Toronto composer wins Golden Globe for 'Life of Pi'
The Canadian Press
Published Sunday, January 13, 2013 8:53PM EST
Last Updated Monday, January 14, 2013 6:32PM EST
TORONTO -- Golden Globe-winning Toronto composer Mychael Danna says he had an "incredible" experience at the awards show Sunday night, hobnobbing with the likes of media mogul Rupert Murdoch and songstress Jennifer Lopez.
"It was really enjoyable," Danna, who won a trophy at the bash for his work on "Life of Pi," said in a telephone interview from Los Angeles on Monday.
"It's actually a fairly small room. Just without even turning your head you can see 10 iconic people in your line of sight. So it's a really fun show. It's kind of like a dinner theatre event, just with all the iconic people in your industry all in one room. And the president."
Danna was referring to former U.S. president Bill Clinton, who was among the luminaries presenting at the show in the Beverly Hilton Hotel.
Danna won the best original score Golden Globe for his work on "Life of Pi," which was directed by Ang Lee and based on the novel by Canadian author Yann Martel.
In his acceptance speech, Danna said he felt blessed to be a part of the boy-tiger shipwreck tale that he spent nearly a year scoring. He also thanked Lee, his parents and his friends, and his boys aged 2 and 7 "back in Toronto."
Having received no guidance on speech length, Danna spoke until the music started to play him off.
"I was going to say something about how beautiful that music was," said Danna, whose other credits include "Moneyball" and "Little Miss Sunshine."
"It was very kind of appropriate that music would play me off."
The Winnipeg-born musician, who grew up in Burlington, Ont., and moved to Toronto after attending university there, admitted he was surprised to hear his name called and couldn't remember what he said as soon as he left the stage.
"My brain went into some sort of autopilot and made a speech kind of without me," recalled Danna, who is now up for a British Academy Film Award and two Oscars for his work on "Pi."
"After I came off (stage) I was thinking, 'Uh oh, did I thank who I needed to thank?' And apparently my brain did OK. It remembered everybody."
Not every winner was as successful.
As viewers saw, "Argo" winning director Ben Affleck forgot to thank producer George Clooney during his acceptance speech and got actress-wife Jennifer Garner to do it for him when she later presented. And Anne Hathaway -- winner of the Globe for best supporting actress in "Les Miserables" -- got on the microphone when the film won for best picture musical or comedy to thank someone she forgot in her earlier speech.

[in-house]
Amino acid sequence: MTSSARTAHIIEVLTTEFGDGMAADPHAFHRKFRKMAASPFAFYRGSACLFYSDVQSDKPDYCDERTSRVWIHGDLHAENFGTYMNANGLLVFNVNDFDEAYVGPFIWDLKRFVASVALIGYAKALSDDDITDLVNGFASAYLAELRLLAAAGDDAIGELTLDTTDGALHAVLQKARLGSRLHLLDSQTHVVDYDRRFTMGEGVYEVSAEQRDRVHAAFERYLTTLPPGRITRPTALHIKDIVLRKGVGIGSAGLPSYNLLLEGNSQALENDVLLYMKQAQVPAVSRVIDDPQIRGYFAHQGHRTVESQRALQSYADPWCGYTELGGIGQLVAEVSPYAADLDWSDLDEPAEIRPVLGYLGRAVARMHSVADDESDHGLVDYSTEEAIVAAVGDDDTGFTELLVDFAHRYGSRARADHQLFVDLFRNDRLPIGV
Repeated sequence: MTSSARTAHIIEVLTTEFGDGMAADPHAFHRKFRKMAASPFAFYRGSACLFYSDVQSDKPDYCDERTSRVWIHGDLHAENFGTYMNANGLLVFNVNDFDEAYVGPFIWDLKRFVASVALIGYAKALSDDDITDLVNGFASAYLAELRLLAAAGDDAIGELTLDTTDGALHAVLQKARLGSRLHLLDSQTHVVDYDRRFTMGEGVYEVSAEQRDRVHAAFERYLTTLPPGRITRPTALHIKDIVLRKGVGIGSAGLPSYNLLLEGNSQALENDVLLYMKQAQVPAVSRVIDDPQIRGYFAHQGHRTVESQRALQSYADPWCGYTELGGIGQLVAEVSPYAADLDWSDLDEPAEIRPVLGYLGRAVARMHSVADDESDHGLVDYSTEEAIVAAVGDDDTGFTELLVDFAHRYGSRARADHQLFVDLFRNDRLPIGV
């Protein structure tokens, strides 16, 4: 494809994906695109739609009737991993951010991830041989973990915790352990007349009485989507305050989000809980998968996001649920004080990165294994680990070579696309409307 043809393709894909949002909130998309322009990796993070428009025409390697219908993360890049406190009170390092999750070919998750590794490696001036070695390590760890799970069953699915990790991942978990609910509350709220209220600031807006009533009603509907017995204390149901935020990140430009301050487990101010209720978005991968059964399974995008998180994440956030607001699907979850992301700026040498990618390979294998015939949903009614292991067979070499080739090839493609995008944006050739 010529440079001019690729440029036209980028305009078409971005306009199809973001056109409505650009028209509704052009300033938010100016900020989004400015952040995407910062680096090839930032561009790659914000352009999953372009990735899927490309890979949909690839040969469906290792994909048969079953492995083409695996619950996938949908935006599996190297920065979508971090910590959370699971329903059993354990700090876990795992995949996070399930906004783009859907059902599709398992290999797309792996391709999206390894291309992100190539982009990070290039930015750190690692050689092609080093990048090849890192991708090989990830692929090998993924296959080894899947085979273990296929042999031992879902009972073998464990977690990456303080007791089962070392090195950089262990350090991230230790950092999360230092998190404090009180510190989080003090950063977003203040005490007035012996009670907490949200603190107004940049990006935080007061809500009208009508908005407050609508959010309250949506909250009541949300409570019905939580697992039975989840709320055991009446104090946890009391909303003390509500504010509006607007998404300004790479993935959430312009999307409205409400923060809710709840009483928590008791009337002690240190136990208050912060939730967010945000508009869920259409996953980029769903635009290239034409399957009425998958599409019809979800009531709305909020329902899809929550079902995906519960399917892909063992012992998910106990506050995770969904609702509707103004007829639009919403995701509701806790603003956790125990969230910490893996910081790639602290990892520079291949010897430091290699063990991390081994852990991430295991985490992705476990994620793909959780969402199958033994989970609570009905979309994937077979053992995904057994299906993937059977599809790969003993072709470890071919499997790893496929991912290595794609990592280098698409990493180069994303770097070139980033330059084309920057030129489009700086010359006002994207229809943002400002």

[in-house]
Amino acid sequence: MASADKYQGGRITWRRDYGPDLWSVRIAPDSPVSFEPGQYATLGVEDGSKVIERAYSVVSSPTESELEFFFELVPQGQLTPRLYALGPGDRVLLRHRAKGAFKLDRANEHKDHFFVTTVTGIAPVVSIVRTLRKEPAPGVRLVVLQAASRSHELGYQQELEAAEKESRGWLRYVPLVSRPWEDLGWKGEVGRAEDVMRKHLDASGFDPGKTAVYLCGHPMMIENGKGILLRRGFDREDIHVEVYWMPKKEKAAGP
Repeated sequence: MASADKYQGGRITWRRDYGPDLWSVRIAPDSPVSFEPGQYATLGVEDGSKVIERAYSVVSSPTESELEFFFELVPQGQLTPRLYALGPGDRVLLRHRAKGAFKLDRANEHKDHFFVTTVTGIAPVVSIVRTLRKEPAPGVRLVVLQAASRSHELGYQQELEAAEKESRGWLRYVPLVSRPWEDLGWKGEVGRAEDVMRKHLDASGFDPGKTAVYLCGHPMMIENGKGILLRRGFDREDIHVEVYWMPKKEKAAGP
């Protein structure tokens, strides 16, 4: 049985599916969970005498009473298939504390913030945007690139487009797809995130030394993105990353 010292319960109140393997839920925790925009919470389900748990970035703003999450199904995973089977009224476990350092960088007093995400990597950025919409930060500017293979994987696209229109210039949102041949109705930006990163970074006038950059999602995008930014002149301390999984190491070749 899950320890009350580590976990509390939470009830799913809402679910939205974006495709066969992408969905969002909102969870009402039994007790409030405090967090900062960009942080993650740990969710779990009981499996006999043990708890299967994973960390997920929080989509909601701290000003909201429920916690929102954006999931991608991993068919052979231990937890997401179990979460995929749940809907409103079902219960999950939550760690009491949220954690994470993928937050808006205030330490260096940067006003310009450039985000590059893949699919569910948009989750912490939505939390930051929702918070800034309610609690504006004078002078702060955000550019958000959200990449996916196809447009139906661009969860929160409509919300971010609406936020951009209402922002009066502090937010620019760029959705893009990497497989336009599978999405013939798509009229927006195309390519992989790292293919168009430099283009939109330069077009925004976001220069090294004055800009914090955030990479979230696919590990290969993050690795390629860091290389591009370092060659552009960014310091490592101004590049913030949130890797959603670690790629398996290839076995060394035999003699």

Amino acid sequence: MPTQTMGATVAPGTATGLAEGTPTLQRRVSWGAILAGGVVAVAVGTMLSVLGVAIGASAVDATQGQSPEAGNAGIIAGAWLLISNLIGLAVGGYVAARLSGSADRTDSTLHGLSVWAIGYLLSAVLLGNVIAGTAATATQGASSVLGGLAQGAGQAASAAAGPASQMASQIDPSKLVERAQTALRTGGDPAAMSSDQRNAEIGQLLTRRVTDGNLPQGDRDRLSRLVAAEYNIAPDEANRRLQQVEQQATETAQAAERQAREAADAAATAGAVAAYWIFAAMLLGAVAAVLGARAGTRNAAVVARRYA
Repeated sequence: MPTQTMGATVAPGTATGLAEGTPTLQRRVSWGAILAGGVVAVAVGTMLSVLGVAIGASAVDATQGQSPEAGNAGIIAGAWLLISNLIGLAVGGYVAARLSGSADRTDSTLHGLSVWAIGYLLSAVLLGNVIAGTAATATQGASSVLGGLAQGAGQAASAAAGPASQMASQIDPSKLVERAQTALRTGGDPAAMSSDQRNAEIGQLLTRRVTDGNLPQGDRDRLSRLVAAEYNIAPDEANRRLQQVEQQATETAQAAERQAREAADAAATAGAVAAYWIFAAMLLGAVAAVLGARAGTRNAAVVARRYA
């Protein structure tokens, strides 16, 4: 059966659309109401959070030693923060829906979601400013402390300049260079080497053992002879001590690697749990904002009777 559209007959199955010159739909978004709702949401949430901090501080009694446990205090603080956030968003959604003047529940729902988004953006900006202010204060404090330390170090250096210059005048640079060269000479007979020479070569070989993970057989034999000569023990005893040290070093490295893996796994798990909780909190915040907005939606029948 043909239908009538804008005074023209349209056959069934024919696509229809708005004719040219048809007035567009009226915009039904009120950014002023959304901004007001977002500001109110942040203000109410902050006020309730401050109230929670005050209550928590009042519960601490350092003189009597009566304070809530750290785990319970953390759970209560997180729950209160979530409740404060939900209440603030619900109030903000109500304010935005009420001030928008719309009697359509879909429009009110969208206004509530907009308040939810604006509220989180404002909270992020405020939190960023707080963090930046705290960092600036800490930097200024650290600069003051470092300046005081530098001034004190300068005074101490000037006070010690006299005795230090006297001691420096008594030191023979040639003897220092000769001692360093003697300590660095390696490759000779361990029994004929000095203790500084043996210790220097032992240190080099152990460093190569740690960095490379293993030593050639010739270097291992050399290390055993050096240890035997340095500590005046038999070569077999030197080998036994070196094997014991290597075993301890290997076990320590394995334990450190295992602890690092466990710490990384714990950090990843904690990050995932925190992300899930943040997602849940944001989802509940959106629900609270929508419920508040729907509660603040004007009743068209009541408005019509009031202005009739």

The night was filled with such candid moments, including many quips from hosts Tina Fey and Amy Poehler, and a rambling speech by Cecil B. DeMille Award winner Jodie Foster.
"It was a fun evening to say the least," said Danna, who at one point found himself sitting at a table with Lopez on one side of him and Murdoch on the other.
"It's a very interesting thing when you watch an event kind of all your life, from the comfort of your own sofa sitting in your pyjamas, to actually being there. It's quite an interesting transition."
Danna walked the red carpet with his wife, who wore a sari custom made by Mississauga, Ont.-based Bollywood designer Dinesh Ramsay.
"It's an incredible outfit. And honestly, I'm not prejudiced at all, but it was the most beautiful outfit there," said Danna.
"It's an incredible piece of work and we had people all night stopping us. So we had a lot of photos on the red carpet, courtesy of my wife's outfit."
Danna said he didn't see Lee for most of the night because they weren't seated together.
"I couldn't even find him. There were so many celebrities in the way," he said.
But they did connect at an after party that was near the venue where he recorded the score for "Pi."
"It means a lot, to be able to celebrate the success of the film with the people that were there with you every day," said Danna, noting Lee knows every single note of the score as well as he does.
"It was a very difficult film to do and people said -- many people, if not all people -- said that it was impossible to capture the essence of this beautiful but very unusual book in a motion picture. Even those of us that were working on the film every day for years, we wondered that too, very often, whether this was even possible. And there were a lot of dark moments of doubt.
"So it's incredibly gratifying, in a really deep way, to be able to celebrate with those people that you fought so hard beside to solve the puzzle of making the 'Life of Pi."'